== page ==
Percy Leo Fowler was born at Litherland, Lancashire, England, on 14 December 1902, the son of Percy Nason Fowler, a clothing collector, and his wife, Christina O’Sullivan, a schoolteacher. In 1910 the family emigrated to New Zealand, where his father had gone earlier and was working as a pork grocer. They were not well off, and as a young boy Leo was expected to contribute to the family’s income. He became a paper-boy selling Auckland’s evening newspaper at a lucrative site, an intersection with a hotel on each corner. Groups of Maori sat outside one hotel and he became friendly with them. When older boys tried to take over his site, the Maori, who had taken him under their wing, scared the bullies away.
The family succeeded in drawing a government land ballot, a 50-acre block at Taumarere in the Bay of Islands. On the property were Maori burial caves, and Leo’s father built a house nearby in an area regarded by Maori as tapu. Leo had developed friendships with local Maori, particularly with the Ngati Manu rangatira Nepia Pomare of Te Karetu. An impasse developed between the Fowlers and Pomare’s people. His father could not afford to shift the house, while the Maori were deeply concerned about the violation of tapu. Pomare resolved the problem. He adopted Fowler and performed on him a purification ceremony, cleansing him, and by association the house, of tapu. At the ceremony’s end Pomare removed his prized heirloom greenstone ornament and gave it to the boy.
The farm failed, however. Fowler had attended Pakaru School but had no secondary education. He took up a variety of jobs – tram driver, miner, bullock-team driver, reporter and grocer. On 5 March 1922 in Auckland he married Avis Mary Isabella Egan. They had two sons, but divorced in 1933. On 7 December that year in Auckland he married Lulu Alyth Weigel, with whom he had a son and a daughter. During the depression he did a series of temporary jobs, including working in a public works camp, managing an orchard and selling flowers door-to-door. He also became involved with the Auckland WEA, for which he held debating and public speaking classes, and was a member of the Fabian society. In 1937 he joined the National Broadcasting Service as an announcer, and in 1939 he published Pit poems. During the Second World War he served with the Army Education and Welfare Service and edited Kiwi News , the newspaper of the 3rd New Zealand Division, published in New Caledonia. He divorced Lulu in 1942, and on 21 August that year married Mavis Louise Shute; they had a son, who died young. Leo subsequently had a daughter from a relationship after this marriage.
In 1946 Fowler took charge of the National Broadcasting Service’s mobile recording unit. During field trips as organiser and producer, he began to record Maori people. He was sensitive to Maori customs and acted as a mediator between Maori and broadcasting staff. Continually frustrated by the service’s not making funds available, he placed koha (donations) from his own resources on to the marae. He made recordings at hui and private homes. His persistent involvement with Maori communities earned him respect from leading Maori scholars, including Rongowhakaata Halbert, and he formed a close friendship with Hetekia Te Kani te Ua, a noted orator, genealogist and historian whom he regularly consulted on aspects of Maori culture and history.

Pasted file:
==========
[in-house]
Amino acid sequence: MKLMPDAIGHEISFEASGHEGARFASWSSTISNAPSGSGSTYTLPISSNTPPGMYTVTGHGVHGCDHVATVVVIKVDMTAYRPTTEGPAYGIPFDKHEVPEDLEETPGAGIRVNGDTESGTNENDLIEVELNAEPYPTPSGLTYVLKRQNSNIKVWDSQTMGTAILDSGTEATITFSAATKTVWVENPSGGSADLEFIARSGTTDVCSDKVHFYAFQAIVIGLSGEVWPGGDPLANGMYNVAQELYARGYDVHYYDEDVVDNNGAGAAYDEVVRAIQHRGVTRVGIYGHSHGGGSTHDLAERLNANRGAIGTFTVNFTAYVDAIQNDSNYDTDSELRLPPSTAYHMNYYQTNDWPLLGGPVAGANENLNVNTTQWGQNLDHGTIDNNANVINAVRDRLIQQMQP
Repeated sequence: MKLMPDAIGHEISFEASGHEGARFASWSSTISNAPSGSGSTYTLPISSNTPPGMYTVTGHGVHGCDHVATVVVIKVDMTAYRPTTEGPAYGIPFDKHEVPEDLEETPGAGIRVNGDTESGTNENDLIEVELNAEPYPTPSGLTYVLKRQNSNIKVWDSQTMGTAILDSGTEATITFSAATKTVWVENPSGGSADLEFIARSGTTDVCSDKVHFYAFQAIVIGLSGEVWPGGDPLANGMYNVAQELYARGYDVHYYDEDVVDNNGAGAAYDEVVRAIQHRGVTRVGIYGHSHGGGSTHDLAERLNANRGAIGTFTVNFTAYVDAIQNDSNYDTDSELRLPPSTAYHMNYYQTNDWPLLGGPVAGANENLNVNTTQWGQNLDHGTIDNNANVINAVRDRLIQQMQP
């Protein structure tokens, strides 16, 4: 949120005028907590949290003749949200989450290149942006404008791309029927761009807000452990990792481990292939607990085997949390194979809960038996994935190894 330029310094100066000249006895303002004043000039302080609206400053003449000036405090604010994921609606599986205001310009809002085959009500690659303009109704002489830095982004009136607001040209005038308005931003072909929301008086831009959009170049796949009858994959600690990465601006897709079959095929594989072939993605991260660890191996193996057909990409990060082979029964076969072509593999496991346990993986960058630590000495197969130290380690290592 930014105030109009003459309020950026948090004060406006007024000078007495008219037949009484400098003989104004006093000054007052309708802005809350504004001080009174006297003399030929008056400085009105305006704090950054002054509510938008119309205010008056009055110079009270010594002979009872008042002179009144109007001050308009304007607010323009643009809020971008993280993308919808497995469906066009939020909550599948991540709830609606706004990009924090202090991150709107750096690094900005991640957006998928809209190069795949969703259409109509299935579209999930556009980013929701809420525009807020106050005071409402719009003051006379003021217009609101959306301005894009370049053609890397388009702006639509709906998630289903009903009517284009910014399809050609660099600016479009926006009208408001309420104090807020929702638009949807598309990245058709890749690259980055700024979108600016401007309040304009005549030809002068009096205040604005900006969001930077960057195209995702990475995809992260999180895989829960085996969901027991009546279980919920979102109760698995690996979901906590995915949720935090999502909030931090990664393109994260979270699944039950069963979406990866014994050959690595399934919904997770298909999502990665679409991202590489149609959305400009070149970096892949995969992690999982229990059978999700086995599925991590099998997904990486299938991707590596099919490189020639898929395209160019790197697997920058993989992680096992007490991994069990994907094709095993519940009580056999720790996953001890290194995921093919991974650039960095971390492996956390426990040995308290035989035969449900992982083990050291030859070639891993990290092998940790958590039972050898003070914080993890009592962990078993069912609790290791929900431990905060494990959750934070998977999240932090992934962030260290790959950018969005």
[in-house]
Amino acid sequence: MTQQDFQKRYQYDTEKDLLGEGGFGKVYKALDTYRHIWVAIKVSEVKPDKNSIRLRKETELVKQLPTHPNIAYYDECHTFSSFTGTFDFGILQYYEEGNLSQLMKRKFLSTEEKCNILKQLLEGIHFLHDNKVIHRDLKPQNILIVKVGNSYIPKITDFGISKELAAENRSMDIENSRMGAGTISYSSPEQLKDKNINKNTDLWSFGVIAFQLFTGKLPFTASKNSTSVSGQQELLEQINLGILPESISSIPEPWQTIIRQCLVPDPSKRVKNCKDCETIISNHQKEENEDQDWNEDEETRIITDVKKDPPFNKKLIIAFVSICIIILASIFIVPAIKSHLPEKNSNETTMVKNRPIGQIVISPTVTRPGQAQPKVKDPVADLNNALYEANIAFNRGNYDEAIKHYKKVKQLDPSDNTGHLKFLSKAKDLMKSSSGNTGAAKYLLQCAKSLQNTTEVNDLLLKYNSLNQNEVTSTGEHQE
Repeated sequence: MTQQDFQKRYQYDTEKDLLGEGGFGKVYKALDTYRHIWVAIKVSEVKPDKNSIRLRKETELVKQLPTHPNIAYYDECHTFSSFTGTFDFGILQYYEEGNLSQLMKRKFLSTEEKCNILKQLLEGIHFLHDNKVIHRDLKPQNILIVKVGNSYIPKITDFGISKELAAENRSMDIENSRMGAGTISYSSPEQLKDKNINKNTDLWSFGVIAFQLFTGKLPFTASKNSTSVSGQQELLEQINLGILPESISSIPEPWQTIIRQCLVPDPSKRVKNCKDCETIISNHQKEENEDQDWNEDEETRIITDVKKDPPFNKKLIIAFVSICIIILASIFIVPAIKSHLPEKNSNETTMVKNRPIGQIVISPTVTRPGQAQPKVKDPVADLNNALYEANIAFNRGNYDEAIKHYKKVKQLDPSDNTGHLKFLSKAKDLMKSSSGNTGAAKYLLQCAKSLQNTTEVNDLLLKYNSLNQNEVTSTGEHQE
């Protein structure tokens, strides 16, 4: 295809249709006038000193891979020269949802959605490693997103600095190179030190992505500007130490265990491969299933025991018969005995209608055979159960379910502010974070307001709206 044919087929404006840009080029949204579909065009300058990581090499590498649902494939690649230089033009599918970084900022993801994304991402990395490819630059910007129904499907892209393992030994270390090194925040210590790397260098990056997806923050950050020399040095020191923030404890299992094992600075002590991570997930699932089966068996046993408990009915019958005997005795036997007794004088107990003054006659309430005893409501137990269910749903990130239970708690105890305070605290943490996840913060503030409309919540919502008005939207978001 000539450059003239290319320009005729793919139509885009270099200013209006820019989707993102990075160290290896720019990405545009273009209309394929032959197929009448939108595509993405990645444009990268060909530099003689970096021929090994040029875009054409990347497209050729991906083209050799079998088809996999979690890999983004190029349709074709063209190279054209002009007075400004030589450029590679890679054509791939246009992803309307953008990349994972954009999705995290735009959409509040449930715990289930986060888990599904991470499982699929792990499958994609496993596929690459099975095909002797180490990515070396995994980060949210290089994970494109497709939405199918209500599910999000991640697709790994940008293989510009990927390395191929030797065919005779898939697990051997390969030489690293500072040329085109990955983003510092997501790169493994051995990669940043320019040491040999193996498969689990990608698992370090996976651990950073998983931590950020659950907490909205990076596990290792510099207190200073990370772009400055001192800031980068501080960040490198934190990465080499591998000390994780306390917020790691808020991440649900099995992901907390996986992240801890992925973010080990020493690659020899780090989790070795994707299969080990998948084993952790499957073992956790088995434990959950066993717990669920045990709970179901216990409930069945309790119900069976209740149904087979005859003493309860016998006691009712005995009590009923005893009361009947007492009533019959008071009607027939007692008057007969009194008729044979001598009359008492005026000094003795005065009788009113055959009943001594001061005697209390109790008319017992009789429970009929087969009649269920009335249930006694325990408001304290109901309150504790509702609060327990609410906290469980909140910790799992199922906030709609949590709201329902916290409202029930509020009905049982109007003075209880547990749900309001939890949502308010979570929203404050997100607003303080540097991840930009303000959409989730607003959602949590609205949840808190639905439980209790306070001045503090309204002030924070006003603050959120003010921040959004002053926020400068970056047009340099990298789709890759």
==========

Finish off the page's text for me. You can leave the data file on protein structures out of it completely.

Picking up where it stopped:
Fowler was director of broadcasting in Western Samoa from 1949 until 1952, when he became manager of the Gisborne radio station 2XG. Shortly after arriving in Gisborne he was accorded a Maori welcome, at which he was informed by tribal elders that 50 per cent of the radio station’s audience was Maori but no programmes were designed for a Maori audience. He was asked to bear this in mind and subsequently broadcast recordings he had made earlier with the broadcasting service’s mobile unit.
Fowler helped establish the Gisborne museum and was its honorary director from 1953 to 1955. He was a member of the Polynesian Society, the New Zealand Archaeological Association and the Takitimu Tribal District executive committee. From 1955 to 1960 he was a member of the dominion executive of the New Zealand Red Cross Society.
In 1964 Fowler left Gisborne for Wellington, to form the Maori programmes section of the New Zealand Broadcasting Corporation. Wiremu Kerekere of Waihirere became Fowler’s second-in-command. Kerekere was a musician, songwriter, cultural tutor and leader of the Waihirere Maori Club. His expertise balanced Fowler’s understanding of the politics of broadcasting and his familiarity with the organisation. Fowler organised a nationwide Maori song-writing contest in 1966, the first of its kind. Response from Maori and Pakeha was enormous, prompting him to comment that the contest was the most important thing he had done in broadcasting.
Fowler retired from broadcasting in 1966. He had published the historical novel Brown conflict in 1959 and in 1974 published Te Mana o Turanga , the story of the carved meeting house on Whakato marae in Manutuke, near Gisborne. He had fallen in love with the house when he first saw it 20 years earlier.
He returned briefly to Gisborne as liaison officer for a television film, Songs of their forefathers, featuring Maori culture and entertainment including performances by the Waihirere Maori Club, with which he had been associated for many years.
Leo Fowler died in Auckland on 3 November 1976, survived by his wife and his children. Before his death he had asked to be buried at the feet of his friend Hetekia Te Kani te Ua. His request was granted by his family and by the people of Waihirere. During his tangihanga two poems were read: one, his 1939 composition, ‘Immortality’; the other, composed for the occasion by his friend, poet Hone Tuwhare.